IEEFA has published its U.S. Power Sector Outlook 2021. Its authors, Dennis Wamsted, Seth Feaster and David Schlissel summarise and explain the projections. They say that coal and gas are set to become the biggest losers as renewable generation climbs quickly. The future for wind and solar – coupled with storage to address intermittency – is looking very good. They present estimates from NextEra (the largest renewable energy developer in the U.S.) that show wind and solar, even coupled with batteries, will be cost competitive with coal and gas by 2023-24. That’s without subsidies. Projected coal plant retirements mean its share of U.S. power generation could fall to 10% by 2025. Meanwhile, utility-scale wind and solar accounted for over 10% of total generation in 2020 for the first time. Interconnection queues (planned additions to the grid) are being dominated by wind and solar – in some regions it’s 80% – which points confidently to the continued rapid growth of these generation sources, say the authors.
The speed and scope of the energy transition to renewables will pick up pace over the next two to three years, according to the Institute for Energy Economics and Financial Analysis’ U.S. Power Sector Outlook 2021.
Solar and battery storage adoption is enjoying almost exponential growth, and wind and solar technology improvements have helped turn the two resources into the least-cost option across the United States.
Wind/Solar, even coupled with Batteries, is getting cost competitive
“Coal will be pushed out of the electricity sector completely, with gas set to decline as well,” said Dennis Wamsted, an IEEFA analyst and Outlook co-author. “Cleaner and lower-cost wind and solar, coupled with battery storage, will drive fossil fuels out of the market.”
Coal plant retirements
Even a short-term increase in coal generation caused by higher gas prices is likely to be just that—a short-term increase. IEEFA’s analysis expects that coal’s share of the U.S. generation sector still could fall to 10 percent by 2025.
The increase in renewables is happening largely at the expense of coal. Wind capacity has doubled since 2012, and solar capacity has doubled since 2016. Utility-scale wind and solar accounted for more than 10 percent of total U.S. electricity generation in 2020 for the first time.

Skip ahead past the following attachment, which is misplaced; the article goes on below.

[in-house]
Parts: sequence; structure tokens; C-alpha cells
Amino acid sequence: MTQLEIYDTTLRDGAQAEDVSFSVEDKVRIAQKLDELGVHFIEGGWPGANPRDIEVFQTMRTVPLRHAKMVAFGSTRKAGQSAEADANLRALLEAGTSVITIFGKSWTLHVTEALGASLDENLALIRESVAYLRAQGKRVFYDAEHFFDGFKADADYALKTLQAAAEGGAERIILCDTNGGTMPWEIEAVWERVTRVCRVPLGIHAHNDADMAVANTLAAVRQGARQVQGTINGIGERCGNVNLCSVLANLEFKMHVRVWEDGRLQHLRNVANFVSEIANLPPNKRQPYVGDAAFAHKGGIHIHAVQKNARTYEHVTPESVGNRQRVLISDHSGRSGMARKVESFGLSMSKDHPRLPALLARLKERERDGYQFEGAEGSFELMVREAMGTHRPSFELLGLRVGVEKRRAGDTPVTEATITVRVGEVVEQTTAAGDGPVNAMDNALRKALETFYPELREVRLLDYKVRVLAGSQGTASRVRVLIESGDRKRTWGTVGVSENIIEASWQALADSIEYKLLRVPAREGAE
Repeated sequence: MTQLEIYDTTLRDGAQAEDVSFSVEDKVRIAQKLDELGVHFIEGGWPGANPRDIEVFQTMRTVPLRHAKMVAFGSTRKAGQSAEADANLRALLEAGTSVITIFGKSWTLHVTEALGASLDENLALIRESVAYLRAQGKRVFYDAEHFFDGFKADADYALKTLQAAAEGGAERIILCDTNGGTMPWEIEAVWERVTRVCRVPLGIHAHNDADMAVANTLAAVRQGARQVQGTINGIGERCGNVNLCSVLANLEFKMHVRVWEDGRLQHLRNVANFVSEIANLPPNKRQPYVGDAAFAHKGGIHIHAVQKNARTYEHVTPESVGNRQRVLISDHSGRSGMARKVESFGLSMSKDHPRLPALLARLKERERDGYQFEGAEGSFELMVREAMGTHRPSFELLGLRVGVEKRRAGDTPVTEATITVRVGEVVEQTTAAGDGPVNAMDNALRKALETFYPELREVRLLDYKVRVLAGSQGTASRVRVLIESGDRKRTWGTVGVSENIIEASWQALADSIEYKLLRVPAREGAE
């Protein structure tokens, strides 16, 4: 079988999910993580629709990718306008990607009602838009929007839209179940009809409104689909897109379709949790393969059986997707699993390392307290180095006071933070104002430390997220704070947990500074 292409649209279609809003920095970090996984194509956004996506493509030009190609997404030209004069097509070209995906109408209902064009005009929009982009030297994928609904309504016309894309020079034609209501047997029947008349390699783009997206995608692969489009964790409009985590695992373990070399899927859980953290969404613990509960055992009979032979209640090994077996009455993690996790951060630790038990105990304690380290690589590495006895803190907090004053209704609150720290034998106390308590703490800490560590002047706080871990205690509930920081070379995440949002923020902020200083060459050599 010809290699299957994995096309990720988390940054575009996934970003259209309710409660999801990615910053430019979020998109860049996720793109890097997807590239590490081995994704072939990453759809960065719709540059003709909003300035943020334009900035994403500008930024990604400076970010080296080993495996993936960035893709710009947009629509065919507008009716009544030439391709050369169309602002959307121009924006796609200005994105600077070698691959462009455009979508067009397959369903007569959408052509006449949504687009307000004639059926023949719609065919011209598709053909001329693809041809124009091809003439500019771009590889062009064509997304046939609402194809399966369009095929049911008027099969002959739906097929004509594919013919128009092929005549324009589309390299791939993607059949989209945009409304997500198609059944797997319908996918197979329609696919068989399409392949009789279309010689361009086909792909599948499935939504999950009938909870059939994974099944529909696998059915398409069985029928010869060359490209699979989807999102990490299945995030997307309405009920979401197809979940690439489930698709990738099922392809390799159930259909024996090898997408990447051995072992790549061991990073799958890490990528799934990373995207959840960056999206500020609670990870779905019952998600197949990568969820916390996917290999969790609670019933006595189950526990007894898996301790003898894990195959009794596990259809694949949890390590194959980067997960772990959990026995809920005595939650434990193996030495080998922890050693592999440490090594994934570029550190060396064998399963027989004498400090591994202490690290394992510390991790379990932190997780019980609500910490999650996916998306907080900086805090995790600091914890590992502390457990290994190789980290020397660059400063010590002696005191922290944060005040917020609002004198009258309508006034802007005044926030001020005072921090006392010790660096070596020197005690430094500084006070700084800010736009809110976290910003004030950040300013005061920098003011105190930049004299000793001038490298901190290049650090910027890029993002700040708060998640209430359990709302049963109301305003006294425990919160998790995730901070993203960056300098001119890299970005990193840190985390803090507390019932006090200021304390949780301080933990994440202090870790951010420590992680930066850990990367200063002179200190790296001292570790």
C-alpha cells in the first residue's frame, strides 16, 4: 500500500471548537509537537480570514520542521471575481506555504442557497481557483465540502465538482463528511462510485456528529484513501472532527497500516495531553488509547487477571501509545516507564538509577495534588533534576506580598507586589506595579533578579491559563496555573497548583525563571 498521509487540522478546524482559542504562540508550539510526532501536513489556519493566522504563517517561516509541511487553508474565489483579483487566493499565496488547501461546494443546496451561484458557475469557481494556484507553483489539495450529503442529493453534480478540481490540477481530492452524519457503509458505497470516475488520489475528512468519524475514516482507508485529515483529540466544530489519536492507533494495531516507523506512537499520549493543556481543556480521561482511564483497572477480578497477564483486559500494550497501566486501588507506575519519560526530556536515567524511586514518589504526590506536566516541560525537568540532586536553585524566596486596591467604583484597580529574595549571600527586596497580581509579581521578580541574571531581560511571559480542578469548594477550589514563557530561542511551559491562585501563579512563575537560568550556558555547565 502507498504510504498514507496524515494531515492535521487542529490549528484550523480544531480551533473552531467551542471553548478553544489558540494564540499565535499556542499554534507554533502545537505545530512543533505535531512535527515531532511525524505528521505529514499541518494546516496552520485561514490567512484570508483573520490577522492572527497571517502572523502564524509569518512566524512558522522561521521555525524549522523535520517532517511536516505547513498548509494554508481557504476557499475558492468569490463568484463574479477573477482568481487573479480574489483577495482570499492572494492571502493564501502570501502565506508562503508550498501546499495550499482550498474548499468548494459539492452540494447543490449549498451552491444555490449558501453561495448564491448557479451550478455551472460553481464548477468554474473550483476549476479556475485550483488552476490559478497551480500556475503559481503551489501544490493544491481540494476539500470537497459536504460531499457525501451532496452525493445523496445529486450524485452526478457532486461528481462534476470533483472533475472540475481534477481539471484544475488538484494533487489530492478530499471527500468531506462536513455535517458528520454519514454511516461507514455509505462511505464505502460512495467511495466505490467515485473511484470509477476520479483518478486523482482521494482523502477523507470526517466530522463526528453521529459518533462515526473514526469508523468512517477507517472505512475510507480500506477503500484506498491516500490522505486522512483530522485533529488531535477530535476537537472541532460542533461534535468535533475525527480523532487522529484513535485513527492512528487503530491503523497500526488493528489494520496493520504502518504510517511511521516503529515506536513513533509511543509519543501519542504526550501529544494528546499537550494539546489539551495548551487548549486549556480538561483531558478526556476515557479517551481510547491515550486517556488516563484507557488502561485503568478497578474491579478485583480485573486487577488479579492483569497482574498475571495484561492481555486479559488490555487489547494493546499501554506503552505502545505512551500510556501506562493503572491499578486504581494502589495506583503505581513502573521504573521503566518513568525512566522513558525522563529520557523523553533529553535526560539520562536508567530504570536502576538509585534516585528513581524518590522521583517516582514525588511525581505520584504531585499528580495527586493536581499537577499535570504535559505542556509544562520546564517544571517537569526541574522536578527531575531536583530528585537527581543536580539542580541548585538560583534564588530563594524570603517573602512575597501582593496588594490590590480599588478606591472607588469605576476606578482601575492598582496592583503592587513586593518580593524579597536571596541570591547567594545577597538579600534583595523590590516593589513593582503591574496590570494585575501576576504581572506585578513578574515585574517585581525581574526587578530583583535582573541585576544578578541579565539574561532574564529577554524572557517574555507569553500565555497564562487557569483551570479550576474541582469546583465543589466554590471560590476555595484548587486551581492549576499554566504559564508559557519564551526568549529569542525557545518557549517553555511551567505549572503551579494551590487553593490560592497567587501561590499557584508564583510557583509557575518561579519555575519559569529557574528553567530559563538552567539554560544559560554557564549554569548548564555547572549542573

“This is just the start of a transition that is rapidly accelerating, driven by sharp declines in cost, stricter environmental regulations for coal generation and mounting public concern about climate change,” said David Schlissel, IEEFA director of resource planning analysis and outlook co-author.
Texas: 10 year record of Renewables displacing Coal
The 2021 Power Outlook observed that changes in Texas may be most indicative of changes happening in the electric sector. At the end of 2011, the state’s installed wind capacity was 9,603 megawatts (MW), making up 8.5 percent of the region’s electricity demand. By the end of 2020, installed wind capacity had climbed to 25,121MW, reaching a 22.8 percent market share. Coal generation, which had accounted for 39 percent of electricity needs in 2011, fell to 17.9 percent in 2020.
“The Texas transition will not be replicated precisely in other areas of the country, but the broad themes are certainly going to hold true, particularly the surge in new wind and solar generation through 2024,” said Seth Feaster, an IEEFA energy data analyst and Outlook co-author.
Dennis Wamsted is an editor and analyst at IEEFA
Seth Feaster is a Data Analyst at IEEFA
David Schlissel is Director of Resource Planning Analysis at IEEFA
This article is published with permission